There are two other committees. The Transport Committee continues its examination of the case for High Speed Rail. And the Public Administration Committee ponders the system of Public Appointments with the assistance of uber-pundit Will Hutton of the Work Foundation.
In the Lords the main event is the arrival of the Scotland Bill, which gives increased powers to the Scottish Parliament - but not the full range of powers the SNP majority there want. Expect the phalanx of former Scottish Secretaries on the red benches, Lord Forsyth, Lord Robertson, Lord Reid, Lady Liddell et al to weigh in.
Wednesday sees the second Commons day devoted to polishing off the Health etc Bill, after MPs have questioned the Cabinet Office ministers Francis Maude and Oliver Letwin, and then the Prime Minister. There's also a ten minute rule bill from the Conservative Eleanor Laing to hold a special bank holiday on June 15, 2015, to mark the 800th anniversary of the signing of Magna Carta.
There's plenty of action on the Committee Corridor, where the Transport Committee holds a hearing on "UK rolling stock procurement" in the wake of the controversial decision not to award a recent contract to Bombardier, which owns the last remaining British manufacturer, in Derby, and the Government's subsequent announcement that it would review the tendering process. The Witnesses include: Bombardier, Unite the Union; Siemens plc, the European Commission, the Railway Industry Association and the Department for Transport.
Other promising looking hearings include: the Energy and Climate Change Committee, looking at the EU's much criticised carbon emissions trading system. The Defence Committee on the treatment of military casualties, as part of its inquiry into "The Military Covenant in action". The witnesses will include the Royal British Legion, Help for Heroes and the British Limbless Ex Servicemen's Association. The European Scrutiny Committee has Justice Secretary Kenneth Clarke giving evidence on EU accession to the European Convention on Human Rights and the EU Charter of Fundamental Rights - this is promising indeed. The last Tory Europhile giving evidence to the doyen of the sceptics, Bill Cash.
And for Westminster insiders there is the Procedure Committee, which is taking a fresh look at "Sittings of the House and the Parliamentary calendar". Is the current pattern of parliamentary terms and sitting days within the parliamentary week the right one? The committee will be given the views of the former Leader of the House Jack Straw, the top Lib Dem Sir Alan Beith, former MP and Director, Demos, Kitty Ussher, 1922 Committee Chairman Graham Brady and Chair of the Parliamentary Labour Party Tony Lloyd.
In the Lords it's Day 2 of the Report Stage of the Localism Bill.
Thursday begins with questions to the Culture Secretary Jeremy Hunt before MPs move on to consider Lords amendments to legislation, and the London Olympic Games and Paralympic Games (Amendment) Bill, which tweaks the advertising and trading, ticket touting and traffic management provisions of the original Olympics legislation, passed in 2006.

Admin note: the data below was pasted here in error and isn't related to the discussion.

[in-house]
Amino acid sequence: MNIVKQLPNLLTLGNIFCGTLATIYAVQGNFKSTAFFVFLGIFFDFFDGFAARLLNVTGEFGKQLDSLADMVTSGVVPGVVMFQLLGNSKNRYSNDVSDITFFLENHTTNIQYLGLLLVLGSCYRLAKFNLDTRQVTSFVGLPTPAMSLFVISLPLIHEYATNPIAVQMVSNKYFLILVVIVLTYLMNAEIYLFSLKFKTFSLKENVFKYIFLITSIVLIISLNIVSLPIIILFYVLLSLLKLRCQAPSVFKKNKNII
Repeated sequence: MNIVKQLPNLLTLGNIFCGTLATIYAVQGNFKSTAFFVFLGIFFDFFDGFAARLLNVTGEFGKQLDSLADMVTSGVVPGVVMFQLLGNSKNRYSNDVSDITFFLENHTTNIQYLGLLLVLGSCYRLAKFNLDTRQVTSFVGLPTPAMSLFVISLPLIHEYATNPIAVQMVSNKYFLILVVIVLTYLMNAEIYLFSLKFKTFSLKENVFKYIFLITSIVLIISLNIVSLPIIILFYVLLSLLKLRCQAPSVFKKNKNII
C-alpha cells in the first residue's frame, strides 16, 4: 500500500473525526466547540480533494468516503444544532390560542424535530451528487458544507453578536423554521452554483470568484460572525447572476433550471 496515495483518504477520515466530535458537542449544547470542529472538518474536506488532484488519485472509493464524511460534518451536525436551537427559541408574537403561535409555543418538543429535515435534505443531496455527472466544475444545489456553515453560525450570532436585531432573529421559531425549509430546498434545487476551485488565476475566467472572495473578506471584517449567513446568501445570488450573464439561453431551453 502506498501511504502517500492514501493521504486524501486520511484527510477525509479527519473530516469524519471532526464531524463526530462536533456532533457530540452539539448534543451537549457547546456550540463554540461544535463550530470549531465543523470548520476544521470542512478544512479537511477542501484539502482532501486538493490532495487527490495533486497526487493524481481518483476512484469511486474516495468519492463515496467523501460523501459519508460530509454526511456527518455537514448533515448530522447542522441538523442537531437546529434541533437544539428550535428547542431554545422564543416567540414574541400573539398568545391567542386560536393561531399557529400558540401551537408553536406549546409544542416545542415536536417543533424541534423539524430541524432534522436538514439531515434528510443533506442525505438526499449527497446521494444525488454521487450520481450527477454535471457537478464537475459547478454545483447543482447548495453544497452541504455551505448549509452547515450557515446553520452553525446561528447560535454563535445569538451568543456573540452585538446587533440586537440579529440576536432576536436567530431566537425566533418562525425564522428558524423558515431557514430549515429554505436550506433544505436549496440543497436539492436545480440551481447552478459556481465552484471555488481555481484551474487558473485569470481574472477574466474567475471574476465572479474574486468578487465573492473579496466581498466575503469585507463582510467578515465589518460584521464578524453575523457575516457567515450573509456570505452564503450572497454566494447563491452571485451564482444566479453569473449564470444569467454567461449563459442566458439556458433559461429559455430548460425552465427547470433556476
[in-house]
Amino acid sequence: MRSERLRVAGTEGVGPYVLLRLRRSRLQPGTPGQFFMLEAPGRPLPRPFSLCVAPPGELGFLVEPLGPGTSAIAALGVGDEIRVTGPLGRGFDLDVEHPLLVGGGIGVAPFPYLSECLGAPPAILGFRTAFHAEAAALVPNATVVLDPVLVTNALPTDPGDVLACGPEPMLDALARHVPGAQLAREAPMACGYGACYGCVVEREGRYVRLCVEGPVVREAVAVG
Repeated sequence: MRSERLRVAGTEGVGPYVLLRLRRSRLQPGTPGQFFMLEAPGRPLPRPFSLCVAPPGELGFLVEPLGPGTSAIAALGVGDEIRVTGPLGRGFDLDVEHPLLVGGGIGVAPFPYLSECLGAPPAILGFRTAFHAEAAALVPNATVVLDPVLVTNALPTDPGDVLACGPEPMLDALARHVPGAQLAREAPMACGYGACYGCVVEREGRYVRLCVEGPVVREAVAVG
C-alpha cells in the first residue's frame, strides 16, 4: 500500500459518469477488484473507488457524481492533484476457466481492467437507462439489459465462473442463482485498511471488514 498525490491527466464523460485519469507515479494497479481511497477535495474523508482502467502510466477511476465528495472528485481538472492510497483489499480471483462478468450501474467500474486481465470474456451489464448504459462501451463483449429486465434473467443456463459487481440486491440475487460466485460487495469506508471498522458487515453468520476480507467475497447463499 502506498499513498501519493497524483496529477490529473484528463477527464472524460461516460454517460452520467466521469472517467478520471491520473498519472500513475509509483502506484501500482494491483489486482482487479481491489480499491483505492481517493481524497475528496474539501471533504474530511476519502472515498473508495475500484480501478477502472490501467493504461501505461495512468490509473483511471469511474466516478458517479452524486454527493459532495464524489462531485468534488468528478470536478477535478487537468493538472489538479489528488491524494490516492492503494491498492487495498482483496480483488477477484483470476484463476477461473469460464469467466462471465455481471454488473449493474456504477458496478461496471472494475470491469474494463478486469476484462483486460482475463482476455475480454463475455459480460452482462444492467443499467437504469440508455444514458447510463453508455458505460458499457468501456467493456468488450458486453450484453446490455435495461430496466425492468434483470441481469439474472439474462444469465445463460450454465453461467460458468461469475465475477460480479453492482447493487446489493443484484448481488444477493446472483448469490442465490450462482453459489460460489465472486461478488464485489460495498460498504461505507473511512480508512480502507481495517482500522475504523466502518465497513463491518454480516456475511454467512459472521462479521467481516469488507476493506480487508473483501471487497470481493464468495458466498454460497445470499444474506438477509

In the Lords, there are two backbench debates: on the "Continuing role of the Commonwealth," and on "Improving interfaith dialogue in multicultural Britain."
Friday is private members bill day in the Commons, and topping the bill is the Report Stage debate on the Conservative backbencher Harriet Baldwin's Legislation (Territorial Extent) Bill. This takes a stab at giving a partial answer to the West Lothian Question by requiring that in future all bills put before Parliament should contain a clear statement of how they affect each of England, Scotland, Wales and Northern Ireland - including knock-on financial implications. She hopes that this would allow it to become accepted practice that Scottish, Welsh and Northern Irish MPs would not vote on England-only Bills. The Government attitude is interesting, to put it mildly. The Coalition Agreement includes a promise to set up a commission to look at the West Lothian Question (the issue of MPs from devolved parts of the UK being able to vote on English issues, when English MPs can't vote on the same issues in Scotland, Wales and Northern Ireland) but that commission has yet to be set up. Ministers clearly don't want the Baldwin bill, and she can expect pressure to withdraw it.
Having, somewhat to her own surprise, piloted the Bill through the the most perilous stage of the parliamentary life-cycle, the Second Reading debate, and through Committee where it was unamended, (although that may owe something to the broken leg suffered by Labour constitutional affairs spokesman Chris Bryant) Harriet Baldwin can now hope to send it off to the Lords. The main way of preventing this would be for opponents to put down a deluge of amendments at Report Stage - and talk out the available debating time. We shall see.
Further down the batting order is Conservative maverick Peter Bone's House of Commons Disqualification (Amendment) Bill, which seeks to make holding the office of whip incompatible with membership of the Commons. Tee Hee.